Hawaii Gov. Neil Abercrombie has called a special session of the state legislature for Oct. 28 with one purpose in mind: to pass a marriage equality bill. Abercrombie said he decided to call the special section instead of waiting until the legislature convenes next year because of the tax implications for couples. “There are serious, deep and wide-ranging consequences,” Abercrombie said.
Abercrombie has been pushing hard for marriage equality in Hawaii, going so far as to release his own version of a bill. He met with legislators last week to determine whether to move ahead with a special session. While marriage equality is favored by a majority in the state Senate, the numbers were less favorable in the state House of Representatives. A religious exemption clause in the new legislation was meant to assuage fence-sitters.
“Every variation on a view with regard to the issue of marriage and equitable treatment for those engaged in marriage has been aired, has been analyzed, has been discussed,” Abercrombie said. “No one has been left out or has been marginalized in the process to this point.”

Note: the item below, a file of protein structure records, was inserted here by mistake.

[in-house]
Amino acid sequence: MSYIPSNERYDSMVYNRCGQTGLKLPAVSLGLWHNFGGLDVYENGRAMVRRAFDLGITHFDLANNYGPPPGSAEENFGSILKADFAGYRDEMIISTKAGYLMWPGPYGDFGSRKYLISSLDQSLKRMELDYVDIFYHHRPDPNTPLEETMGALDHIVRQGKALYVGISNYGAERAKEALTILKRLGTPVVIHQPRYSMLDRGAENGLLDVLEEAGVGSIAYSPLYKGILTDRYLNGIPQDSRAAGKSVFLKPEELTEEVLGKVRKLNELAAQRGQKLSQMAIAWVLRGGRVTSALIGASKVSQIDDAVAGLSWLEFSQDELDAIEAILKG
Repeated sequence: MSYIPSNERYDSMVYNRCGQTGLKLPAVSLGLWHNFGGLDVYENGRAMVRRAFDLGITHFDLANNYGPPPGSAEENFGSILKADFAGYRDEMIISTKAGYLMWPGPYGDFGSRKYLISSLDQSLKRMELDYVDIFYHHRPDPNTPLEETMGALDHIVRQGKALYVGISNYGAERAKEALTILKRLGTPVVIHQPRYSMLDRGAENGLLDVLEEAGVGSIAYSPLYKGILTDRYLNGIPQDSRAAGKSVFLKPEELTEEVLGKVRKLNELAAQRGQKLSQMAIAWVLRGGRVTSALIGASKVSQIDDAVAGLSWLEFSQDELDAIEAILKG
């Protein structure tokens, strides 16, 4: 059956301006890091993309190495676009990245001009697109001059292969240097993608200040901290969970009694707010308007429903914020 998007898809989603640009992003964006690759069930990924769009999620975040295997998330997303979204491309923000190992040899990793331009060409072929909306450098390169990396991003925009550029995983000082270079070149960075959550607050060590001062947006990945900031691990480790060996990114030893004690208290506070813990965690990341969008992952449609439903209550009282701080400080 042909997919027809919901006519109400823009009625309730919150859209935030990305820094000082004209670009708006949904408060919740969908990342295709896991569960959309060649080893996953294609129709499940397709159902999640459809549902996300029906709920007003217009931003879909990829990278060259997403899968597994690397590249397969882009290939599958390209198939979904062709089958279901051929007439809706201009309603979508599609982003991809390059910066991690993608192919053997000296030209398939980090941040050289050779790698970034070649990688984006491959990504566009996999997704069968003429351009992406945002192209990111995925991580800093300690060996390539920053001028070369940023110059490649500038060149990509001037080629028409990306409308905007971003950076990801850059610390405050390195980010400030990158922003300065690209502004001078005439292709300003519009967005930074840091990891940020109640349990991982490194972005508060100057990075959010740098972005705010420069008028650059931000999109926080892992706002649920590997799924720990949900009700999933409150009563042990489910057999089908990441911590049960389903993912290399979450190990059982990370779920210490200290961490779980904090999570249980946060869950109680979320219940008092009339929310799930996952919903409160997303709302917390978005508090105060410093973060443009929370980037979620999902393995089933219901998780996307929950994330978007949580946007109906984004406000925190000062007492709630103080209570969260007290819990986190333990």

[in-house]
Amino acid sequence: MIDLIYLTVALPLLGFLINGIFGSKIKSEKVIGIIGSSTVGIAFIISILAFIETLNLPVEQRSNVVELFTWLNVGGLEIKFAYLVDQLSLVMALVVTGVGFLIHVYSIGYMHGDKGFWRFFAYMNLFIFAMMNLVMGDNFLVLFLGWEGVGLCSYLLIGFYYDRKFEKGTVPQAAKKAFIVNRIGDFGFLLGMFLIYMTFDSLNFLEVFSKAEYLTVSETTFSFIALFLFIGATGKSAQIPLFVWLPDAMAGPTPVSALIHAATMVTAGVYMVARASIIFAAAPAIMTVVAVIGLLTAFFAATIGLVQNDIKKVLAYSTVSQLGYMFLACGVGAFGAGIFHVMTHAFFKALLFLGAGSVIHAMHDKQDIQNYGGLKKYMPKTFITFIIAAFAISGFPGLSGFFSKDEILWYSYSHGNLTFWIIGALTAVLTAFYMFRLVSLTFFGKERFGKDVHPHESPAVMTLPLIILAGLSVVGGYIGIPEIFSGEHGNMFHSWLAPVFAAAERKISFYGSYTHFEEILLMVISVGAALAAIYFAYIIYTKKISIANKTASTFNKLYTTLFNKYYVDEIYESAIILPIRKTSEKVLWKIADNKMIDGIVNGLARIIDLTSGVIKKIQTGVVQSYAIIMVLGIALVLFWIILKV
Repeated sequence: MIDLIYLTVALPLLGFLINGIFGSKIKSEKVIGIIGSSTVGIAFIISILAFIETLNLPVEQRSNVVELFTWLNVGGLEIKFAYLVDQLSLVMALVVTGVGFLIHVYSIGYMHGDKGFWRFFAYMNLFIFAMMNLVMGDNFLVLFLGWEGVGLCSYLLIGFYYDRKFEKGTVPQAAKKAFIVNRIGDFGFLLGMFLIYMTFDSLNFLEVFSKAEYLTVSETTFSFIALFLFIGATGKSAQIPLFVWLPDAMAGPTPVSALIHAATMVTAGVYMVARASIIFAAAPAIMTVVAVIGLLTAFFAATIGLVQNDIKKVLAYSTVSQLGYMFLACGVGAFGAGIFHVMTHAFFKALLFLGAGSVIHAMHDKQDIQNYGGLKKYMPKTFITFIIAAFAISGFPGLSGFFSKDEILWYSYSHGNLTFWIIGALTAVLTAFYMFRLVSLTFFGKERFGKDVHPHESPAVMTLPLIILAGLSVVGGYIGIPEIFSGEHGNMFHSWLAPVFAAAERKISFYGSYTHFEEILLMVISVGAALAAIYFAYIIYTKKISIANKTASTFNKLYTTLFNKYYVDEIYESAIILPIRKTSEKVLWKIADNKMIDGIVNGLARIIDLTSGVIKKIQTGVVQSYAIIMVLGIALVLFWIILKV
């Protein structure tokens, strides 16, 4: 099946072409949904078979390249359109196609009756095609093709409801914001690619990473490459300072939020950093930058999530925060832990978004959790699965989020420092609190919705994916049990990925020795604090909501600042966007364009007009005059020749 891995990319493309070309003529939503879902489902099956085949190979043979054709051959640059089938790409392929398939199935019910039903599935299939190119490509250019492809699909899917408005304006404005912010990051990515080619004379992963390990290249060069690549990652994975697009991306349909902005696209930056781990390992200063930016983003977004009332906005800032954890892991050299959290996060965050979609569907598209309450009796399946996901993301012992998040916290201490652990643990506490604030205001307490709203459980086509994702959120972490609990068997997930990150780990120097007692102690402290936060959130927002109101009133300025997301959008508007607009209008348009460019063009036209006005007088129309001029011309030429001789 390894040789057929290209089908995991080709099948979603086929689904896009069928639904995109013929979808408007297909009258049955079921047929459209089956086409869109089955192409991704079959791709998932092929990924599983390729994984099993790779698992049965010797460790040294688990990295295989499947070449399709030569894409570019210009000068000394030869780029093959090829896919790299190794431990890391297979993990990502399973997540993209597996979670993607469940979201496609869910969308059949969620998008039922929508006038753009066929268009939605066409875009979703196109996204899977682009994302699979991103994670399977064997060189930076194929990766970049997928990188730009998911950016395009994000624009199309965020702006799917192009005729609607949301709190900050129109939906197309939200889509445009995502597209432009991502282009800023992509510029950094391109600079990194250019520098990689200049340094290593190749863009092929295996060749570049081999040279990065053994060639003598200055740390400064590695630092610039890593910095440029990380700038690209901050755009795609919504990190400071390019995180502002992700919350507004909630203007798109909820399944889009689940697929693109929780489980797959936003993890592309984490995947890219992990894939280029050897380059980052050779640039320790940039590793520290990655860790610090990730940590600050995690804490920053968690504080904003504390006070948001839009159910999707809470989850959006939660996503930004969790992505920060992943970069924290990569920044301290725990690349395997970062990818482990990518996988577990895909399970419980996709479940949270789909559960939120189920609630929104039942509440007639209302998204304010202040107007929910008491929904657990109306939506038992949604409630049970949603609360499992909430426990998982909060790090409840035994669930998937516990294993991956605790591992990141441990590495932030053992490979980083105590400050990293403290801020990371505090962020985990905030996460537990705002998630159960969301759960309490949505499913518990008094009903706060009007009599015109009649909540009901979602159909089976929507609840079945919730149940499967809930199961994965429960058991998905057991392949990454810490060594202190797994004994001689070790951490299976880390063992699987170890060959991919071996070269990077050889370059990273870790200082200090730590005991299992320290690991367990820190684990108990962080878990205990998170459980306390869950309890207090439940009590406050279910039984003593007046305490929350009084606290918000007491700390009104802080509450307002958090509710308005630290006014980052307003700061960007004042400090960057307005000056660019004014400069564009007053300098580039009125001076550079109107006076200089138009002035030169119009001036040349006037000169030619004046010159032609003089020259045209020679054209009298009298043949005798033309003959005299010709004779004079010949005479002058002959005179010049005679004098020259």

Abercrombie had been clear that he wouldn’t call the session if the bill couldn’t pass. Political observers in Hawaii say that Abercrombie has his votes. The special session may take only three or four days. If that’s the case, marriages could begin in Hawaii on November 18. If you’ve been thinking of getting married in paradise, you may be able to start planning now.